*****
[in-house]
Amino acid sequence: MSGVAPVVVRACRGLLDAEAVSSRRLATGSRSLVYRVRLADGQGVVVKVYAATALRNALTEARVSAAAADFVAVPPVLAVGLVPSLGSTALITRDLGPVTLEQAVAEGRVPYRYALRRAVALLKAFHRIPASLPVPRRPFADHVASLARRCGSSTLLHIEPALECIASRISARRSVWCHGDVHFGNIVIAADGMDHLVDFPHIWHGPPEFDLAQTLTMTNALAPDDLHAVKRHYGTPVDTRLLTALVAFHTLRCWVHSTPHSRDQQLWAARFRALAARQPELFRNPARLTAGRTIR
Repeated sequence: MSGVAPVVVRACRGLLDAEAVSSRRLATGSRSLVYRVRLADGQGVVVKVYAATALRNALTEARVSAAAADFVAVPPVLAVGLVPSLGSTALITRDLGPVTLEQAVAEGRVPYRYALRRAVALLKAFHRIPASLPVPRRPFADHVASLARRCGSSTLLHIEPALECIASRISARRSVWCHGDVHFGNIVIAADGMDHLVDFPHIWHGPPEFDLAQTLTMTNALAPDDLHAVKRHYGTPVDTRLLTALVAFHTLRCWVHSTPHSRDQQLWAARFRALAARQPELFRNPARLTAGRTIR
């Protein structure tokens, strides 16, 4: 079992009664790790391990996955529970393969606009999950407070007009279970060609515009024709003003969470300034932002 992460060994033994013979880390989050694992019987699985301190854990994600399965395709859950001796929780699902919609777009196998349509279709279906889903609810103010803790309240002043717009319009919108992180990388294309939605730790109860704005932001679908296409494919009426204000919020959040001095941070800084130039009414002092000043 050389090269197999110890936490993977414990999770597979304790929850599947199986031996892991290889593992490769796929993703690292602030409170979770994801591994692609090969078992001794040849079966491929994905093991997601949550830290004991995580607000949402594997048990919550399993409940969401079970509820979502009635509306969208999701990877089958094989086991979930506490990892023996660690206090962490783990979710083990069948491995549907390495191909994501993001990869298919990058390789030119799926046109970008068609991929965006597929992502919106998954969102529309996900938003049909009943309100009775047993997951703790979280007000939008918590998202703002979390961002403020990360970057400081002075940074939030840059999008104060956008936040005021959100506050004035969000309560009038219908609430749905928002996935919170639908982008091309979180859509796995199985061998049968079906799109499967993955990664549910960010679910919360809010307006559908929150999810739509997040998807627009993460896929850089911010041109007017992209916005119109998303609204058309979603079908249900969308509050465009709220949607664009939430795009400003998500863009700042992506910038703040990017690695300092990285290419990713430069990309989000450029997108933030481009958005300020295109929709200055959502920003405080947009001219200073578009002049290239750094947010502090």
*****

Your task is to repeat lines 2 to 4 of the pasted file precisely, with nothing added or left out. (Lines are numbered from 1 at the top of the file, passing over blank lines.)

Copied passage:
Amino acid sequence: MSGVAPVVVRACRGLLDAEAVSSRRLATGSRSLVYRVRLADGQGVVVKVYAATALRNALTEARVSAAAADFVAVPPVLAVGLVPSLGSTALITRDLGPVTLEQAVAEGRVPYRYALRRAVALLKAFHRIPASLPVPRRPFADHVASLARRCGSSTLLHIEPALECIASRISARRSVWCHGDVHFGNIVIAADGMDHLVDFPHIWHGPPEFDLAQTLTMTNALAPDDLHAVKRHYGTPVDTRLLTALVAFHTLRCWVHSTPHSRDQQLWAARFRALAARQPELFRNPARLTAGRTIR
Repeated sequence: MSGVAPVVVRACRGLLDAEAVSSRRLATGSRSLVYRVRLADGQGVVVKVYAATALRNALTEARVSAAAADFVAVPPVLAVGLVPSLGSTALITRDLGPVTLEQAVAEGRVPYRYALRRAVALLKAFHRIPASLPVPRRPFADHVASLARRCGSSTLLHIEPALECIASRISARRSVWCHGDVHFGNIVIAADGMDHLVDFPHIWHGPPEFDLAQTLTMTNALAPDDLHAVKRHYGTPVDTRLLTALVAFHTLRCWVHSTPHSRDQQLWAARFRALAARQPELFRNPARLTAGRTIR
């Protein structure tokens, strides 16, 4: 079992009664790790391990996955529970393969606009999950407070007009279970060609515009024709003003969470300034932002 992460060994033994013979880390989050694992019987699985301190854990994600399965395709859950001796929780699902919609777009196998349509279709279906889903609810103010803790309240002043717009319009919108992180990388294309939605730790109860704005932001679908296409494919009426204000919020959040001095941070800084130039009414002092000043 050389090269197999110890936490993977414990999770597979304790929850599947199986031996892991290889593992490769796929993703690292602030409170979770994801591994692609090969078992001794040849079966491929994905093991997601949550830290004991995580607000949402594997048990919550399993409940969401079970509820979502009635509306969208999701990877089958094989086991979930506490990892023996660690206090962490783990979710083990069948491995549907390495191909994501993001990869298919990058390789030119799926046109970008068609991929965006597929992502919106998954969102529309996900938003049909009943309100009775047993997951703790979280007000939008918590998202703002979390961002403020990360970057400081002075940074939030840059999008104060956008936040005021959100506050004035969000309560009038219908609430749905928002996935919170639908982008091309979180859509796995199985061998049968079906799109499967993955990664549910960010679910919360809010307006559908929150999810739509997040998807627009993460896929850089911010041109007017992209916005119109998303609204058309979603079908249900969308509050465009709220949607664009939430795009400003998500863009700042992506910038703040990017690695300092990285290419990713430069990309989000450029997108933030481009958005300020295109929709200055959502920003405080947009001219200073578009002049290239750094947010502090």